Why A Sense Of Community Is More Important Than Iconic Architecture

Mar 22 • MIX • 428 Views • No Comments on Why A Sense Of Community Is More Important Than Iconic Architecture

By Phil Roberts

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Without a sense of community, a city cannot be vibrant. Without diversity, it will just be bland.

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There’s no such thing as the perfect city whose architecture will transform and uplift the lives of people. Modern architects like Le Corbusier tried, such as with the speculative Ville Radieuse, but the idea was still copied and built by others. A vibrant, interesting city cannot be imposed top-down, but happens as a result of people from the bottom-up building their community.

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For example, in 2007, just 4 years into the construction of Toronto’s CityPlace, critics predicted that the 18-hectare downtown neighbourhood with 22 highrise condo towers, would become a slum in a decade or two. That criticism continued, even up until just a few years ago. Now, thanks to the presence of families, a library, and small businesses, CityPlace has become a thriving community. Soon there will be two new schools and a daycare.

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I don’t believe that the developer behind CityPlace, Concord Adex, intended to create a utopian city, but there are quite a lot of these mass developed highrise communities which have become lifestyle branded places to live. Think of Concord Pacific Place in Vancouver (the developer’s first major project) or Trump Place on the Upper West Side of Manhattan. Concord considers itself to be “Canada’s largest community builder.” Having visited both Pacific and CityPlace many times to visit friends or just to hang out, Concord’s master-planned cities seem to work really well as communities.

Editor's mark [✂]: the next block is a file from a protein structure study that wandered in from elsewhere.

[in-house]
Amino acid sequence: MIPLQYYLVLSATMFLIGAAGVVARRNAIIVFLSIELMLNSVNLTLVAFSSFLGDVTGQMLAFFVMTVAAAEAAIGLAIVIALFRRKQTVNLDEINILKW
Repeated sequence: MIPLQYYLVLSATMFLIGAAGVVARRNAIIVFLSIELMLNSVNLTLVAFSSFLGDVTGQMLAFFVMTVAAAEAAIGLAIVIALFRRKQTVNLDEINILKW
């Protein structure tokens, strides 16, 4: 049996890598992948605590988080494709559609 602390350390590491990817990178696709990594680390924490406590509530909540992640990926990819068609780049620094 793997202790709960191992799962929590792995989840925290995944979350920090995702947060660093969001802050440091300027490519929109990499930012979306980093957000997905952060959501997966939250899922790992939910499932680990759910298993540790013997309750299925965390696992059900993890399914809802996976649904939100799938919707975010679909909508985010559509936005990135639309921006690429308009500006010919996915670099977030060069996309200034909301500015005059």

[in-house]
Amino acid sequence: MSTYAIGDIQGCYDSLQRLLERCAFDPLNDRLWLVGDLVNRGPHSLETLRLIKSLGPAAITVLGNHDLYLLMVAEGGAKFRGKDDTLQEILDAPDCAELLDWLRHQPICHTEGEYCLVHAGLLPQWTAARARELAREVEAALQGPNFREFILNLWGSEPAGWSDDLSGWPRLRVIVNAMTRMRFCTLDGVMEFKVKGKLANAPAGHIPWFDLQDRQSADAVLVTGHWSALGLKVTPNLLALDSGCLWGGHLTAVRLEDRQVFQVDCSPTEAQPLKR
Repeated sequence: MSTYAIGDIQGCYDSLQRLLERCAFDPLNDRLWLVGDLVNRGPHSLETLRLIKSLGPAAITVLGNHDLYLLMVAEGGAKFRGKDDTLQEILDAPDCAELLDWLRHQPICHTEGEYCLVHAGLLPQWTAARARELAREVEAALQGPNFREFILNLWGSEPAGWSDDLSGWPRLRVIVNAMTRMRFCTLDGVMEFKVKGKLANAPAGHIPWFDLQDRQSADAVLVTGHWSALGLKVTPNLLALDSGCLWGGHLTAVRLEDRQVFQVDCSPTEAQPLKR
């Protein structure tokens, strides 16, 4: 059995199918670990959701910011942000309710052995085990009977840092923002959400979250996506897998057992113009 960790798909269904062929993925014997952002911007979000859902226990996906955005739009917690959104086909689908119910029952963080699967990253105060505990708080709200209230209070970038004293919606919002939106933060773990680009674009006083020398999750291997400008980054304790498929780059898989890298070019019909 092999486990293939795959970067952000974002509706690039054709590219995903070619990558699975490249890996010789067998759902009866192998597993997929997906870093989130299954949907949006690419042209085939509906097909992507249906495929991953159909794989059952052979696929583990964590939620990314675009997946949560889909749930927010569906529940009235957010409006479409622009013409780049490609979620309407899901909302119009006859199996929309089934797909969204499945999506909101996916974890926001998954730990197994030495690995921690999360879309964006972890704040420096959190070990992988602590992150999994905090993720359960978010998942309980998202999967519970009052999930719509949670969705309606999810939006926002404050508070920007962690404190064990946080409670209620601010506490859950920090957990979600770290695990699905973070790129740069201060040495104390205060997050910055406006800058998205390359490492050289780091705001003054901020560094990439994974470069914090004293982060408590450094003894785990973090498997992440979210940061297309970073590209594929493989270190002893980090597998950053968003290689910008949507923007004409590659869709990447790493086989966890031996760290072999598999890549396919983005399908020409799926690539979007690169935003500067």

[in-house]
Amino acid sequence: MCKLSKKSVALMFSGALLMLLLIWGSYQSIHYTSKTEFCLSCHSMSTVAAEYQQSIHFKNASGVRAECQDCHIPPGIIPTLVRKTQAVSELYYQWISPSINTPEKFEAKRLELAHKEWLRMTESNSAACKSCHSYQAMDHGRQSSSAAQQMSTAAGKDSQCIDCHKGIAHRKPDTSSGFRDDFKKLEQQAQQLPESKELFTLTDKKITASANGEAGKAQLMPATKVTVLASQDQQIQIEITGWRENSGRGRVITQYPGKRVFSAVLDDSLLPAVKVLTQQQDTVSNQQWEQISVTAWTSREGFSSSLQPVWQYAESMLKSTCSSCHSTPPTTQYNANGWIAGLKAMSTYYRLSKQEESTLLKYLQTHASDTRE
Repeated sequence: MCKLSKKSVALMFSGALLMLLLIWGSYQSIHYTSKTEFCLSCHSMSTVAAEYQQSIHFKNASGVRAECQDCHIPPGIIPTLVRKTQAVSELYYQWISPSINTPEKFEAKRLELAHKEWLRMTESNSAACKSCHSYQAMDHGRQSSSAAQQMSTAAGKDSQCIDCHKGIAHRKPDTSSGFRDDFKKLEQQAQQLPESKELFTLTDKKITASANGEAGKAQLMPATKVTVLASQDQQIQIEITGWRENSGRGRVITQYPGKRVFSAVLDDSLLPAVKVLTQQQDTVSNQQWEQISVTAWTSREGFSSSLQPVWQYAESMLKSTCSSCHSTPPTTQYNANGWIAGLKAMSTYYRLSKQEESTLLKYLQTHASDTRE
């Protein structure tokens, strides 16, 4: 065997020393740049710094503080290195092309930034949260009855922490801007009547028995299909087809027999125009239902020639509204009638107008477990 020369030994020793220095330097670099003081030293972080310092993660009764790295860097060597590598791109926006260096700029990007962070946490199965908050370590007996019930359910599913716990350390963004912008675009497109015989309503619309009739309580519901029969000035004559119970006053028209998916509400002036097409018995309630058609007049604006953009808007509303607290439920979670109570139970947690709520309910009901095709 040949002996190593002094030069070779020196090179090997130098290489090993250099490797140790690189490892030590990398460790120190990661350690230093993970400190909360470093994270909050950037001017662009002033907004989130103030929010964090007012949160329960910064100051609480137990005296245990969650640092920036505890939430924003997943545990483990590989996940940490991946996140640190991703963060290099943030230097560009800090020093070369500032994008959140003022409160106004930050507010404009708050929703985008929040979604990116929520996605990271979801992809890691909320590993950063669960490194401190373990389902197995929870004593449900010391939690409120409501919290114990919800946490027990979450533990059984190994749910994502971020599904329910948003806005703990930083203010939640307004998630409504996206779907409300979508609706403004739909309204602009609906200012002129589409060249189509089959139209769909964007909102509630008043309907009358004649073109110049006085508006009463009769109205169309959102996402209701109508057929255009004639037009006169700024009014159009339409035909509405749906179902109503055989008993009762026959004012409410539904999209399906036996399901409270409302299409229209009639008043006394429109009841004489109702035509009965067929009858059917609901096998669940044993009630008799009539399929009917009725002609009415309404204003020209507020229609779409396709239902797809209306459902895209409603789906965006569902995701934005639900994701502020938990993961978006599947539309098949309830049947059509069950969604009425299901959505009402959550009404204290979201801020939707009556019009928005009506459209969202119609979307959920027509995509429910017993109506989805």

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What the success of projects like CityPlace prove is that you don’t have to have iconic nor great architecture to have a successful community. It just has to work and enable that community to grow, and to flourish. Too often we blame the architecture, when more salient factors, such as economics and politics, play larger roles in the success or failure of these master-planned communities.

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There are undeniable aspirational drivers behind master-planned communities, whether they are for young professionals or for middle-income residents. In the case of the Concord projects, they work. However, there are other examples where this has failed, been demolished, or worse, become a ghost town. The lessons are there for developers, architects and public officials to learn from, if they are paying attention.

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Read my full article about why utopian cities don’t work here.

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